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How to Talk About Trayvon

Monday, July 15, 2013 - 11:06 AM

A jury found George Zimmerman "not guilty" in the shooting of Trayvon Martin over the weekend. The reactions were passionate, with anger mixed with opinions about the legal case, gun laws and race. We explore ways to have "the talk" with children about the verdict.

One online commenter known as "Truth from Becky" said: "No pursuit, no gun, no one dead." 
Earlier in the day, NPR's Code Switch tackles the question of how many African-American families were dealing with what they call "the talk" about how to conduct oneself in public, especially around the police or anyone who may consider a young person of color as suspicious. One father said he would put an earlier curfew on his son. One mother said she knew her son was considered a suspect but now it seemed even worse.
"A lot of people looked at this trial as a referendum on these big social issues but the trial was never going to resolve itself in a way that would necessarily move the needle on any of those things," said Gene Demby lead blogger for Code Switch. "Trials are really bad proxies for those big, big conversations. They don't build consensus and they often don't clarify big issues." 
One parents identified as "UESsir" said he discussed with his children why people were so upset over the verdict.
"I told them that people want to see justice for the loss of a life but in some cases there is no blame to be had. I told them that it is important to understand all the details before getting angry and overreacting to a verdict. In this case, people want to believe it is just about race and a boy "being hunted" when in reality it was a situation where the "stand your ground" law came into play and the jury made an informed decision."
A father named Walter who called the show told his sons that "democracy is not a spectator sport" and that's why he took them to a rally in Newark on Sunday. 
Parents: tell us how you are talking about the trial with your children. 

On the Brian Lehrer Show, Patricia Williams, a Columbia University Law School professor and columnist for The Nation, analyzed the decision and discussed the reaction -- from protests in New York and Los Angeles to a move by the U.S. Justice Department to relaunch their hate crime inquiry into the matter.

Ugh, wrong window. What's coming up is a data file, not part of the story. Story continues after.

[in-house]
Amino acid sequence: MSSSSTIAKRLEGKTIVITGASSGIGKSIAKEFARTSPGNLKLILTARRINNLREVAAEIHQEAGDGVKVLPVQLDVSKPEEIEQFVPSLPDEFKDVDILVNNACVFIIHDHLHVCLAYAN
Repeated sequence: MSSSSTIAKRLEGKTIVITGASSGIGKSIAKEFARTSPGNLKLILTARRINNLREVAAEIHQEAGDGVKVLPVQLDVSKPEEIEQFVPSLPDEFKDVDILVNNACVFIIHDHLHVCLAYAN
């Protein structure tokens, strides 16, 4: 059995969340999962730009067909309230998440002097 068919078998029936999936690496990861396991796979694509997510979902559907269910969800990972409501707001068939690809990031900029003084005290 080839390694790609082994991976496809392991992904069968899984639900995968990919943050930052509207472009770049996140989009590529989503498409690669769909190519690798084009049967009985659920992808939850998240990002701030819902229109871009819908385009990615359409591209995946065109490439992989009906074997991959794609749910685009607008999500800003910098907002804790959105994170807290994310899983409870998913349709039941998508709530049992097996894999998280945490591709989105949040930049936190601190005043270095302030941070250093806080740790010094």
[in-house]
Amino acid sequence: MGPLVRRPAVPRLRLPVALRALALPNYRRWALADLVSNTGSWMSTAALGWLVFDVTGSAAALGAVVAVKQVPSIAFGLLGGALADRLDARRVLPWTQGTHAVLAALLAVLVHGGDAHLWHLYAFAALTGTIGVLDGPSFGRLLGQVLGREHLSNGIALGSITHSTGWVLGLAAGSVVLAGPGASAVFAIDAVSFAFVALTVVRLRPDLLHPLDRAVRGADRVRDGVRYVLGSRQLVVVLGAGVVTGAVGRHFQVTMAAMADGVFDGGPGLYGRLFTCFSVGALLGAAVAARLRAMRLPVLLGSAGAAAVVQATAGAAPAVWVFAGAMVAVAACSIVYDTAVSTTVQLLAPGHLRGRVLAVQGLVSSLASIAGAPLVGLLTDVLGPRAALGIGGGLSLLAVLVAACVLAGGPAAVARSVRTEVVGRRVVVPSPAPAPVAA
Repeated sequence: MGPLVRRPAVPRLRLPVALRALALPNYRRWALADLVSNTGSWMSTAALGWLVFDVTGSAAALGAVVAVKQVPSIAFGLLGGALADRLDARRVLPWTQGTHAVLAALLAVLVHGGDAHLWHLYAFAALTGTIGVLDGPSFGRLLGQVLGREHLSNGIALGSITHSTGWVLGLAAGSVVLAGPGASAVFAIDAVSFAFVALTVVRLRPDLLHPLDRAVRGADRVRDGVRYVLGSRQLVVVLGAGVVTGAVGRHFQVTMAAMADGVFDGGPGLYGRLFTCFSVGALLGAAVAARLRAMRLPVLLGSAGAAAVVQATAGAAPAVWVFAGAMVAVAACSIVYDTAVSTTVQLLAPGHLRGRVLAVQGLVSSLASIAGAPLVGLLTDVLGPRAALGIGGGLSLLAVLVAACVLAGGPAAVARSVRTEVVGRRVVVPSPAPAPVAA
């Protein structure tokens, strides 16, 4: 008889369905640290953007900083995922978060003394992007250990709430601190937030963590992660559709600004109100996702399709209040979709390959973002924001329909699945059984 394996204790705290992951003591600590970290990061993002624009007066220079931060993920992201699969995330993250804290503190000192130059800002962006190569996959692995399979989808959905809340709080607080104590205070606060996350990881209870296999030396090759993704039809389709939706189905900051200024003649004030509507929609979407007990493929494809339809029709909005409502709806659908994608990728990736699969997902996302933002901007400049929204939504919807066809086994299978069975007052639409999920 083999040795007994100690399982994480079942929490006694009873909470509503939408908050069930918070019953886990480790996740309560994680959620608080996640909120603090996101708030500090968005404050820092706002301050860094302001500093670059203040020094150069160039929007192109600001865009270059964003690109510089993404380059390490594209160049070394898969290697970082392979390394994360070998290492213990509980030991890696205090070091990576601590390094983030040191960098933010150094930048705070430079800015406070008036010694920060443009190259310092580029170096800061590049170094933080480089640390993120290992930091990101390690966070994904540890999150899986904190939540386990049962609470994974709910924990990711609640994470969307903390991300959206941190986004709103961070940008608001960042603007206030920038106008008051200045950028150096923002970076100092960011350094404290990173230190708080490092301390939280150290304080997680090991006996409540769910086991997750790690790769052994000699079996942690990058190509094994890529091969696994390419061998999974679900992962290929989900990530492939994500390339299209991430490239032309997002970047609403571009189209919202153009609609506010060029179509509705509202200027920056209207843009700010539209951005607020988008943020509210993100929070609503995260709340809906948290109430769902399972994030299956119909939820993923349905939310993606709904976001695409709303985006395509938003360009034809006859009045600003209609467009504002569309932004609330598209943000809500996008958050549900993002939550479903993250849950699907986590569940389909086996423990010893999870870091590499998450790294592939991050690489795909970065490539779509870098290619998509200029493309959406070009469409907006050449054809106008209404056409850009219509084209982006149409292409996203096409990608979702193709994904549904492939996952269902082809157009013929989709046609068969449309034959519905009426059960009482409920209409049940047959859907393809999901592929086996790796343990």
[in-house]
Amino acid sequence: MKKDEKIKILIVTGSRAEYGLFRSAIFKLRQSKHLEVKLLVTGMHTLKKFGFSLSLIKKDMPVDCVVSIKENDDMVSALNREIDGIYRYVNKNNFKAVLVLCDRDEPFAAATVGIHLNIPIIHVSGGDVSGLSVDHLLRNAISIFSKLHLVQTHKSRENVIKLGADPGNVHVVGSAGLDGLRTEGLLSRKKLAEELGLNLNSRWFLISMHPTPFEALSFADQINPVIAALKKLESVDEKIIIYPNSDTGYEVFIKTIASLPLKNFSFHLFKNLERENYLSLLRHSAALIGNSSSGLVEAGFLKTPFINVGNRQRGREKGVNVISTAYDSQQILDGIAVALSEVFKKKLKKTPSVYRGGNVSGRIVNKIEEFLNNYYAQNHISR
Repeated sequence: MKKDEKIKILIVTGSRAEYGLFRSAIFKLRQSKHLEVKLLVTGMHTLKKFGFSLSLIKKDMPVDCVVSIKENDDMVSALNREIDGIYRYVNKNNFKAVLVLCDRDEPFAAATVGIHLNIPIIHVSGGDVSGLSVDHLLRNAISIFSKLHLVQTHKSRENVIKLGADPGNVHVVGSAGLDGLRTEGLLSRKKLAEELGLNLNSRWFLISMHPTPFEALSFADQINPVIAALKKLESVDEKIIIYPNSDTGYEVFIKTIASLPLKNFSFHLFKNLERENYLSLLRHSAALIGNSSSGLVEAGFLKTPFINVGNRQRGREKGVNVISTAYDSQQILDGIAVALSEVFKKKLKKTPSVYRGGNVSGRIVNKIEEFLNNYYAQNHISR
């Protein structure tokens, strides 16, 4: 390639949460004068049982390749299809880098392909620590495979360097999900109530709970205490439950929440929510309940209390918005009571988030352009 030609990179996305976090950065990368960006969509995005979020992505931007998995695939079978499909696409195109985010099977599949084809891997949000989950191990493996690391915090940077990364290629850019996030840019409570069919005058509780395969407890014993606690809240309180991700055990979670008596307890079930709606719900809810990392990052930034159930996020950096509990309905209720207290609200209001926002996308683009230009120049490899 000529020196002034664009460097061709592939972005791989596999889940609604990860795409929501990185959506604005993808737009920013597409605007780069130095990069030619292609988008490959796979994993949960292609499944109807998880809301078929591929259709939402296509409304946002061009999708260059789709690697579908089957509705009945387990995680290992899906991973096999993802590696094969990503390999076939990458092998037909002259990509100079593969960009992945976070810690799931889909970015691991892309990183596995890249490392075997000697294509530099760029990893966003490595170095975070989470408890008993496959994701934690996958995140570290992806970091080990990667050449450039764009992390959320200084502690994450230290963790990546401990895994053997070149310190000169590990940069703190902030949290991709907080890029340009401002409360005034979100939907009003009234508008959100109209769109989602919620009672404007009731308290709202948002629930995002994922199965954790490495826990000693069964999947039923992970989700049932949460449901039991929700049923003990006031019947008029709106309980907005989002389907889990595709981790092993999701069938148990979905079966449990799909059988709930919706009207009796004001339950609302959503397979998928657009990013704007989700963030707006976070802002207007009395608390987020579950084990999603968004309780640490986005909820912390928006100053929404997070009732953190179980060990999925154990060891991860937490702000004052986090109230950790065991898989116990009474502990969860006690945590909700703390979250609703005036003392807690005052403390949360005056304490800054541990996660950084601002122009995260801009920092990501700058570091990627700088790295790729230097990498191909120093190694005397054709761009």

And one online commenter known as "Truth from Becky" summed up her view with this: "No pursuit, no gun, no one dead."

NPR's Code Switch tackled the question of how many African-American families were dealing with what they call "the talk" about how to conduct oneself in public, especially around the police or anyone who may consider a young person of color as suspicious. One father said he would put an earlier curfew on his son. One mother said she knew her son was considered a suspect but now it seemed even worse.

"A lot of people looked at this trial as a referendum on these big social issues but the trial was never going to resolve itself in a way that would necessarily move the needle on any of those things," said Gene Demby lead blogger for Code Switch. "Trials are really bad proxies for those big, big conversations. They don't build consensus and they often don't clarify big issues."

One parents identified as "UESsir" said he discussed with his children why people were so upset over the verdict.

"I told them that people want to see justice for the loss of a life but in some cases there is no blame to be had. I told them that it is important to understand all the details before getting angry and overreacting to a verdict. In this case, people want to believe it is just about race and a boy "being hunted" when in reality it was a situation where the "stand your ground" law came into play and the jury made an informed decision."

A father named Walter who called the Brian Lehrer Show said he told his sons that "democracy is not a spectator sport" which is why he took them to a rally in Newark on Sunday.

Parents: tell us how you are talking about the trial with your children. Have you had "the talk?"

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